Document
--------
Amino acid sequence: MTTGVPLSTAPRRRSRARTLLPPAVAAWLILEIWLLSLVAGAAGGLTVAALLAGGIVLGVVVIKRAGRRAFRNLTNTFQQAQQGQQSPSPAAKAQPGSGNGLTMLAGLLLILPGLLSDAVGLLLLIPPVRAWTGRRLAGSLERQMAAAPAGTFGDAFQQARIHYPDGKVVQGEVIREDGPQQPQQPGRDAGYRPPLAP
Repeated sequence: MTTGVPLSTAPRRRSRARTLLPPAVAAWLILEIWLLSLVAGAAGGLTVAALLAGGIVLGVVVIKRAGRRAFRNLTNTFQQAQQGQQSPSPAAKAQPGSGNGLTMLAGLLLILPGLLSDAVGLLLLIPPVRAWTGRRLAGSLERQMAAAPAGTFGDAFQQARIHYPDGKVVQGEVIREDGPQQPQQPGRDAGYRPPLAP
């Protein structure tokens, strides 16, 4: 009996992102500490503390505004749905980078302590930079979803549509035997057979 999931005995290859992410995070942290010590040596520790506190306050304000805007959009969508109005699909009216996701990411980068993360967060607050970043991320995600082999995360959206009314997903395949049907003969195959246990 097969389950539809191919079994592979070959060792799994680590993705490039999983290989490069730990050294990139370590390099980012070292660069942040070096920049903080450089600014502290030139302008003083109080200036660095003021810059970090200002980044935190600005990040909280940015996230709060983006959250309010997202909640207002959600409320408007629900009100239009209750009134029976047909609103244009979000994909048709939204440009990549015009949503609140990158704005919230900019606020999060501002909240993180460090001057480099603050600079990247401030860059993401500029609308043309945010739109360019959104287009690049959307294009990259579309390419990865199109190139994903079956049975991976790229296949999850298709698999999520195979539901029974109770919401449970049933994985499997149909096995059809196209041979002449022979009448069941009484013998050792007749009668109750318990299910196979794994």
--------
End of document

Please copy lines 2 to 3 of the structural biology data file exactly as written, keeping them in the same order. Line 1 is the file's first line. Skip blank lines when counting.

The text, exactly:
Repeated sequence: MTTGVPLSTAPRRRSRARTLLPPAVAAWLILEIWLLSLVAGAAGGLTVAALLAGGIVLGVVVIKRAGRRAFRNLTNTFQQAQQGQQSPSPAAKAQPGSGNGLTMLAGLLLILPGLLSDAVGLLLLIPPVRAWTGRRLAGSLERQMAAAPAGTFGDAFQQARIHYPDGKVVQGEVIREDGPQQPQQPGRDAGYRPPLAP
């Protein structure tokens, strides 16, 4: 009996992102500490503390505004749905980078302590930079979803549509035997057979 999931005995290859992410995070942290010590040596520790506190306050304000805007959009969508109005699909009216996701990411980068993360967060607050970043991320995600082999995360959206009314997903395949049907003969195959246990 097969389950539809191919079994592979070959060792799994680590993705490039999983290989490069730990050294990139370590390099980012070292660069942040070096920049903080450089600014502290030139302008003083109080200036660095003021810059970090200002980044935190600005990040909280940015996230709060983006959250309010997202909640207002959600409320408007629900009100239009209750009134029976047909609103244009979000994909048709939204440009990549015009949503609140990158704005919230900019606020999060501002909240993180460090001057480099603050600079990247401030860059993401500029609308043309945010739109360019959104287009690049959307294009990259579309390419990865199109190139994903079956049975991976790229296949999850298709698999999520195979539901029974109770919401449970049933994985499997149909096995059809196209041979002449022979009448069941009484013998050792007749009668109750318990299910196979794994």